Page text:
Comments about ‘Letter: Health care is not a 'right' — it is a responsibility’

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Published: Sunday, July 1 2012 12:00 a.m. MDT

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Burke, VA

"Obviously there are and always will be exceptions to the rule and then local government should provide assistance."

Of course, whenever there are circumstances where "private industry" can't make a profit, then the government should step in to help out. That has been the mantra of the private sector throughout history. Home insurance in hurricane zones, housing the poor and low income, whatever, the private sector wants no part of it if they can't make a buck.

"Shouldn't we be teaching our children to prepare now for their future?" Tell that to a three year old boy diagnosed with juvenile diabetes whose parents have discovered that not one insurance company will cover them because they own a small business and their "group" is not big enough.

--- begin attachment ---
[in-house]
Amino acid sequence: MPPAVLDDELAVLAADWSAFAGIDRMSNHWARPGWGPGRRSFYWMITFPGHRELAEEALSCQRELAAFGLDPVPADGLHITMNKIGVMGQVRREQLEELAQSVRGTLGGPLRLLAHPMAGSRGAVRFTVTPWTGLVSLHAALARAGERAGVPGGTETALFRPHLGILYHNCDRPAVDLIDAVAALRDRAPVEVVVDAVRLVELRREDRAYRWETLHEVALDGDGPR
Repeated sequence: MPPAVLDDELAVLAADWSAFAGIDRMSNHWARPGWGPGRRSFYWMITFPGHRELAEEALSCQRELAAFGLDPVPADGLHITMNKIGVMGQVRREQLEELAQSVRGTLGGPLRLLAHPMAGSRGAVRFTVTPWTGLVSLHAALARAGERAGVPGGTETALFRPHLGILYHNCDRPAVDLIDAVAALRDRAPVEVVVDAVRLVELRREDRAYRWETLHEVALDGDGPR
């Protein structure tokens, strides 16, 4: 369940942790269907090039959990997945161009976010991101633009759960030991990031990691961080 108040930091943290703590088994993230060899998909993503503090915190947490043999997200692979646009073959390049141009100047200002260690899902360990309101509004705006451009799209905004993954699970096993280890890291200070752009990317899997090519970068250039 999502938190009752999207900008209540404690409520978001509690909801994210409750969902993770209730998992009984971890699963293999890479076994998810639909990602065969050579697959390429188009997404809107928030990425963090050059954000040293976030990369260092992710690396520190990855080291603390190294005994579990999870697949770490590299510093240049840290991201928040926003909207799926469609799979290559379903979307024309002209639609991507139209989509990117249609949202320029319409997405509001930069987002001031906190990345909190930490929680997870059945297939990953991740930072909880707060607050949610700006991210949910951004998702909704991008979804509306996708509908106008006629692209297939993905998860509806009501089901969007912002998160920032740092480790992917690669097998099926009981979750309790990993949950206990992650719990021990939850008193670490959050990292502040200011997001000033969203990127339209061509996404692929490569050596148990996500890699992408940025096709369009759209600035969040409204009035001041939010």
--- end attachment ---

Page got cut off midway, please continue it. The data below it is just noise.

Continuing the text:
And what do insurance companies do for us anyway, besides taking 30% off the top of our premiums and put it in their pockets? I don't know if healthcare is a right or a responsibility, but before we put one more dollar in the pockets of insurance companies, military contractors or give special tax privileges to private equity firms, we should take care of the health of our citizens.

Kearns, UT

The CBO estimates that the ACA will reduce the deficit by $250 Billion in 10 years. That is a reduction, not an increase. Repealing it adds the reduction back to the deficit.

Health Care is as much a right as school is. The same logic that requires me to pay for other families children to attend school requires that others are responsible for their own healthcare.

A healthy society is needed just as much as an educated society.